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Sarah Snook, Eric Bogosian, Ashley Zukerman
Photo: Ursula Coyote (Getty Images)

Connor’s estate, Austerlitz, is presumably named after the 1805 battle that saw Napoleon emerge victorious in the War of the Third Coalition. Historically, the battle’s remembered as a tactical marvel, which is ironic considering the War of the Roys is anything but. What looked like a decisive win for Logan last week is looking to not be so simple. As Kendall lounges on the rocks in the episode’s closing moments, after all, he looks a lot less defeated than he did in his dim bedroom.

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Stray observations

  • No Greg this week! Bummer.
  • Logan casually puts Roman in charge of a spaceship launch in Japan, a plot point you’d be wise to remember as we approach the finale.
  • Connor renamed the estate Austerlitz because its previous name was “racially insensitive.”
  • Nate, who I hate, tells Shiv he’s always down to bang. “You have all the power you can do whatever you want with,” he tells her, which is a really gross way of applying pressure on a woman who’s made it very clear she doesn’t want to actively cheat on her fiance.
  • Speaking of Tom, he’s excited about Shiv potentially working for Gil, even if he “wants to line up me and everyone I know and shoot us.”
  • “Hello to the metropolitan elite,” Connor says as Tom and Shiv enter his ranch. “Welcome to the real America.” You’d like to think he’s kidding, but, c’mon, this is Connor. Self-awareness is not his strong suit.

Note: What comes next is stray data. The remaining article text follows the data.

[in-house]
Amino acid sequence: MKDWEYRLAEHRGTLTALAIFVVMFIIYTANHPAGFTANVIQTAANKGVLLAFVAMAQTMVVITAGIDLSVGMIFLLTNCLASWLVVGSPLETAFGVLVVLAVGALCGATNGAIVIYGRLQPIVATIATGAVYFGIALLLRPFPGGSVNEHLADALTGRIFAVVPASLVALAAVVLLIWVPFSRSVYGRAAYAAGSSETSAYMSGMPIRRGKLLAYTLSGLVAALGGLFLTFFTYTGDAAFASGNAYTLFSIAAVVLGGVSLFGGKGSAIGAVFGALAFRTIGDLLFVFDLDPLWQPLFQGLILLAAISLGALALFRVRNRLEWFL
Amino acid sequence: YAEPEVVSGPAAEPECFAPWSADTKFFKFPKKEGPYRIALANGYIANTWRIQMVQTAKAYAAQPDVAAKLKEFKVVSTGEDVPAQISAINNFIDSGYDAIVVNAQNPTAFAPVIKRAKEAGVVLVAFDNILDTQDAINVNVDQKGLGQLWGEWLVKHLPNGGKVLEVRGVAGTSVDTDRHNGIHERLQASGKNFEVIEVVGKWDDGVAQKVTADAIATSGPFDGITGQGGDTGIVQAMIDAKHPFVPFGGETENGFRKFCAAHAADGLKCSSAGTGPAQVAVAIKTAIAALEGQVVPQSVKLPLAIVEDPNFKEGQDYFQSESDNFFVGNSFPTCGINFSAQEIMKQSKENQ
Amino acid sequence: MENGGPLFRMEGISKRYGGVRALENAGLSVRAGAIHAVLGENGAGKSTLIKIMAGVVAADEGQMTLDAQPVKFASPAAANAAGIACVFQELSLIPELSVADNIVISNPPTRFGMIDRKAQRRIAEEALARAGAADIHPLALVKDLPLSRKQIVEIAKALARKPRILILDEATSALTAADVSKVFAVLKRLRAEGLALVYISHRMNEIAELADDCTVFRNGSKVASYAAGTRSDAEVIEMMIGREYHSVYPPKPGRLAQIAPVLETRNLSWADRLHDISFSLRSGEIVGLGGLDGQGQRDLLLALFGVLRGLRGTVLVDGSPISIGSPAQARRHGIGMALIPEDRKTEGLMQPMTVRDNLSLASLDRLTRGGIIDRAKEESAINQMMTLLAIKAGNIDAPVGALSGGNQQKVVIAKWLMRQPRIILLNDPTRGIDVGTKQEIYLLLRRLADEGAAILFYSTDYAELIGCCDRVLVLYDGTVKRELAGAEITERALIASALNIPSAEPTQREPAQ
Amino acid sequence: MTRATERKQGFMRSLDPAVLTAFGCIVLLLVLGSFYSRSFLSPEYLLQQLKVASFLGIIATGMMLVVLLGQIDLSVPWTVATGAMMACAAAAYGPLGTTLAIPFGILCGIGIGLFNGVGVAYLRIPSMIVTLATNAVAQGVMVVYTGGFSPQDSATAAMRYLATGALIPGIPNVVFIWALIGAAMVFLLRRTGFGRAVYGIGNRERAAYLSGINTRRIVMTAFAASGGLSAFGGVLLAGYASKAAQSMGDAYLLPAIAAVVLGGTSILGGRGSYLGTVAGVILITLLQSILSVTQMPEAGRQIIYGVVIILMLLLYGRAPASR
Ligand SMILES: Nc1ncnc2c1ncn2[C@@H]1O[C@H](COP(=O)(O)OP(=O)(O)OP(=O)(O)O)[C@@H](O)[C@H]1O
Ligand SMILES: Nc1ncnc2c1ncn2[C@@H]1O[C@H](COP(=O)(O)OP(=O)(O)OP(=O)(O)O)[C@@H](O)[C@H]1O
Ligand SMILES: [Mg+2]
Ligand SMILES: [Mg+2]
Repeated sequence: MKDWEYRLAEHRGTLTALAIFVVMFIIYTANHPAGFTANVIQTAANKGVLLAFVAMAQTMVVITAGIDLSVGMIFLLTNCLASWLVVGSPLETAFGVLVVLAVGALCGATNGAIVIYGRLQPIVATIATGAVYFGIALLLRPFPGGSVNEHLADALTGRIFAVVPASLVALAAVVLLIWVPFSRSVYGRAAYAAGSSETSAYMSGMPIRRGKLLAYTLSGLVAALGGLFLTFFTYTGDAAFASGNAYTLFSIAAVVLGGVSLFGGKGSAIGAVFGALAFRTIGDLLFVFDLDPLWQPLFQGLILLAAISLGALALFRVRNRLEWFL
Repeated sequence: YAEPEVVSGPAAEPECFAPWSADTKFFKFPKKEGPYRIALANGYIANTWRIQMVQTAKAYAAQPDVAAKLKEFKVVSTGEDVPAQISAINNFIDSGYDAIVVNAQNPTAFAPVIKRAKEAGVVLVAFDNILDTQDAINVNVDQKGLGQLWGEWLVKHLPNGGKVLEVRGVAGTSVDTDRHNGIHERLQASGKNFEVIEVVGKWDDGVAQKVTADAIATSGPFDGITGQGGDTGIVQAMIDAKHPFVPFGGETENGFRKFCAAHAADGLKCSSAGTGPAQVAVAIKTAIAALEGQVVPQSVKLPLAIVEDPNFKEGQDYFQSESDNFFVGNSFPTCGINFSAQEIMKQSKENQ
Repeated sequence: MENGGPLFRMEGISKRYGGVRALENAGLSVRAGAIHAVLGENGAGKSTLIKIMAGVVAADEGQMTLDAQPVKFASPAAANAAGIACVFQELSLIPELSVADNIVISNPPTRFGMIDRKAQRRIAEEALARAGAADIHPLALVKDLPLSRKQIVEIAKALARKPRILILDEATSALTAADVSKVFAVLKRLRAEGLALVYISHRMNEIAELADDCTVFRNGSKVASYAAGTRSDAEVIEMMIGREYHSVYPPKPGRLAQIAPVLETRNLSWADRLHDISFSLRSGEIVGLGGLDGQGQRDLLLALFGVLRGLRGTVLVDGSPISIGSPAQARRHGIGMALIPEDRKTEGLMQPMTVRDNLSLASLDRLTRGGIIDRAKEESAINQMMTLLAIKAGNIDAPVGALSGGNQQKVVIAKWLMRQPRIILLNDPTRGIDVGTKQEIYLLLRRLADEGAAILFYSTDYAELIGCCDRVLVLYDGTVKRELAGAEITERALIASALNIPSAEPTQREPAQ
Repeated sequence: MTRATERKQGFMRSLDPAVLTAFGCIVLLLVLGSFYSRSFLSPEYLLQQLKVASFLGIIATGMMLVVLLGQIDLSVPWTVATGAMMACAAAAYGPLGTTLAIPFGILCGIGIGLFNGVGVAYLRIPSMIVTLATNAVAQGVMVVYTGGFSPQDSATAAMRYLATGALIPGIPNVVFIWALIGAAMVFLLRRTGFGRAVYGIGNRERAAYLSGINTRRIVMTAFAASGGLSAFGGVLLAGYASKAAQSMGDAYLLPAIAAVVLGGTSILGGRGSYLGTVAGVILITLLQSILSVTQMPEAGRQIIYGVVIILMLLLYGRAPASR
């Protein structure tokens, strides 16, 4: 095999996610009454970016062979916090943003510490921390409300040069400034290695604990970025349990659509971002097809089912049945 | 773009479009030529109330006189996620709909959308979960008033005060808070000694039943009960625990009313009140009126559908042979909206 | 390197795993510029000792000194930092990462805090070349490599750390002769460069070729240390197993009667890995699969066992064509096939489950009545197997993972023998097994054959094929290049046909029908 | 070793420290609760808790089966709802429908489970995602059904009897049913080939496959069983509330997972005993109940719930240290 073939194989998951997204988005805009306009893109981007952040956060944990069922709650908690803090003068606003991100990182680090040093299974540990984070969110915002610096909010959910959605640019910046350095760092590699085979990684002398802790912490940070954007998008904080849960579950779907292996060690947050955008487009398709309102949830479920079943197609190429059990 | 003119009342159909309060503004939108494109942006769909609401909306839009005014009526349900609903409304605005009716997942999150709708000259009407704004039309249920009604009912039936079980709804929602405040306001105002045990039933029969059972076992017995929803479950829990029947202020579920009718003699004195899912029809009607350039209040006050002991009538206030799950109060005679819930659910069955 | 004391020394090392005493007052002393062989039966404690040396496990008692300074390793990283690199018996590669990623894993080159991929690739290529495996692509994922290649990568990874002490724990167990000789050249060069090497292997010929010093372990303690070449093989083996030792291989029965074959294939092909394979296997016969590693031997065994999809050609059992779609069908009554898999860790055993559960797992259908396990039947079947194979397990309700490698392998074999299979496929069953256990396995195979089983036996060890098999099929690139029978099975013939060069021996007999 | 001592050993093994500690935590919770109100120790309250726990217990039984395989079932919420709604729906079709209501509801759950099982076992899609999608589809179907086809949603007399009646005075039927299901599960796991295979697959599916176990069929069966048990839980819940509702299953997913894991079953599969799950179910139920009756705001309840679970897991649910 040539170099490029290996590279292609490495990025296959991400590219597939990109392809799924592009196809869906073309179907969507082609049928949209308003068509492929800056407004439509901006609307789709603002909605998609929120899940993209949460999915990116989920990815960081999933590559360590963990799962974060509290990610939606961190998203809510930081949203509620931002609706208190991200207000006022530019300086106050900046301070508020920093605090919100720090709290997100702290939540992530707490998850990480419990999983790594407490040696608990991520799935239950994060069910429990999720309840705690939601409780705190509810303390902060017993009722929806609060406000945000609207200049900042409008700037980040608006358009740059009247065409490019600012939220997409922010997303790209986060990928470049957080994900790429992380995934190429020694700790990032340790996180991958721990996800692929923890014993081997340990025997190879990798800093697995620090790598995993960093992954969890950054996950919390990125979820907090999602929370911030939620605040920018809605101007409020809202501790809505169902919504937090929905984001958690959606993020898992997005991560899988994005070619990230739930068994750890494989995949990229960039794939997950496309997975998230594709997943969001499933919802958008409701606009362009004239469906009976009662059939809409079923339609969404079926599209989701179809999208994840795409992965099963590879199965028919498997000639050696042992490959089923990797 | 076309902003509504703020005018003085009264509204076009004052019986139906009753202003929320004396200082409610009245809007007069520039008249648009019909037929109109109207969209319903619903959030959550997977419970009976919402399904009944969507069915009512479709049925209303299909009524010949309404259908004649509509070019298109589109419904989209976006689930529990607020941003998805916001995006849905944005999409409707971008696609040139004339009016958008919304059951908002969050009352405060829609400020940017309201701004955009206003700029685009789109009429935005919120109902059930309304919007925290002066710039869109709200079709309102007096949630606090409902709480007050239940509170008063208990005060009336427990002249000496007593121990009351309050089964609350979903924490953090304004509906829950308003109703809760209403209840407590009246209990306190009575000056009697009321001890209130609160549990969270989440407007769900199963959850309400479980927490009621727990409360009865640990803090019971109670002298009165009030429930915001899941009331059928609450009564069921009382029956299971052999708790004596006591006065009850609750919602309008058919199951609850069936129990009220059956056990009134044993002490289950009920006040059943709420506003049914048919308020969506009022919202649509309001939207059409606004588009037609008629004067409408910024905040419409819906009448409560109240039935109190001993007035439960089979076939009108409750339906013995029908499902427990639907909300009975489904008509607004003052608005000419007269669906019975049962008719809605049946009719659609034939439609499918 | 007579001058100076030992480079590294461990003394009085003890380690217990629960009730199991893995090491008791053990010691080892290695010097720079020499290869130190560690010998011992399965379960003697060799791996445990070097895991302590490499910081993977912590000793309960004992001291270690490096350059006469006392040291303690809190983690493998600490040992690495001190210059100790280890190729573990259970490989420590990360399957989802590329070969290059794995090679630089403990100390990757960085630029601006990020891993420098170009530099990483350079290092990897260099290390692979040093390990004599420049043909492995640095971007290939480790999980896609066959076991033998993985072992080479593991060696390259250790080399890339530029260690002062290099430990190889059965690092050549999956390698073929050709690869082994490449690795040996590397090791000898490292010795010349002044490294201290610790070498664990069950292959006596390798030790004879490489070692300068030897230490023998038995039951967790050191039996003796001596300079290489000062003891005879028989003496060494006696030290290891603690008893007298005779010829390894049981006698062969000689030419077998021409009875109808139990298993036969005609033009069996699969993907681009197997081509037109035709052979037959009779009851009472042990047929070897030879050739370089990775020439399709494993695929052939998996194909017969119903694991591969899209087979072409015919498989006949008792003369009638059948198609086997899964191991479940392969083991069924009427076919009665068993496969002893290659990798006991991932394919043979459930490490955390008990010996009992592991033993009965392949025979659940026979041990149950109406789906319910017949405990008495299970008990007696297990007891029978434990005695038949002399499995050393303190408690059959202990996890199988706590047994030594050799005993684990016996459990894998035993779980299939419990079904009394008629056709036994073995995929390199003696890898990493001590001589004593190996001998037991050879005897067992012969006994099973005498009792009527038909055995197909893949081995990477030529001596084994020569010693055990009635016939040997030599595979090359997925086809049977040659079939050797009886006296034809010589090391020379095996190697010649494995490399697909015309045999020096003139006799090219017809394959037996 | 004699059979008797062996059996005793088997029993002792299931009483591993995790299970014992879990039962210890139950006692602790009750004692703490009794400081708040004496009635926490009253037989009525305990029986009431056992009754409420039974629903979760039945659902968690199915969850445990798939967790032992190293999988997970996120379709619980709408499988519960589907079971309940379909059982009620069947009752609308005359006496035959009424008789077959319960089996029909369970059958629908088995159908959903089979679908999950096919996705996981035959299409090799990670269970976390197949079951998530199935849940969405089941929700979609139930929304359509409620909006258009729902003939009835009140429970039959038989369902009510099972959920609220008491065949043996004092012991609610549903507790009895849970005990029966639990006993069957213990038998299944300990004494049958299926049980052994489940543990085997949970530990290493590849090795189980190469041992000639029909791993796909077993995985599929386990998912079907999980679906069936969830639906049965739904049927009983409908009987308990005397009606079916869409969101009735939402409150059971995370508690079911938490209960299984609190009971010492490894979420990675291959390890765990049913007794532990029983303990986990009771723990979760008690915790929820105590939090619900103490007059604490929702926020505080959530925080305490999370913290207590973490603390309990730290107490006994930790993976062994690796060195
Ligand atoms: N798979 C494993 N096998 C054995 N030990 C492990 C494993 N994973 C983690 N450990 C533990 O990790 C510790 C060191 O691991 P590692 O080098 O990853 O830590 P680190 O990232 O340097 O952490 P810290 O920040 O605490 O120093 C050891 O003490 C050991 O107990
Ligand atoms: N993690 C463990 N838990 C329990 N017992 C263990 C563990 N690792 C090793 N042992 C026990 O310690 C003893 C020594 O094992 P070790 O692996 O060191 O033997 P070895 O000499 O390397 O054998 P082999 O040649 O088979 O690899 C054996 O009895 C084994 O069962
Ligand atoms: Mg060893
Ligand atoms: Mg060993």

• Shiv on the ranch: “It’s...brown.”
  • Also funny: Connor being so furious after Roman jokingly threatens to say he “sexually abused” him as a child, then bringing it up unprompted with Alon.
  • Also funny: Tom genuinely asking if he’s allowed to shake Roman’s hand since Shiv is mad at him.
  • Shiv and Roman make up almost immediately, though, which makes total sense with how the show’s treated the pair this whole season. I genuinely find their relationship to be the show’s purest.
  • Connor wants Willa (Justine Lupe) to spend more time at the ranch in the hopes that she could actually really fall in love with him. For now, though, they’ll just say the words. “See, that wasn’t so hard, was it?” he asks after she mutters a half-hearted “I love you.” All of this might resonate as serial killer shit if it weren’t already clear that he genuinely thinks he can pay her into really, truly loving him.
  • Oh, the irony of Stewy decrying protestors as “trust fund YouTube shits.”
  • Connor: “This family’s broken and that has consequences. A missed phone call today, a couple dozen kids lose their jobs in China. Butterfly wings, but bigger. Huge wings, like a pterodactyl. Or the Smithsonian. Let’s fix our wings.”
  • Kendall’s meth friends are charming: “Hey, Kendall, tell Bill Gates my computer’s fucked up from all the fucking updates, man!”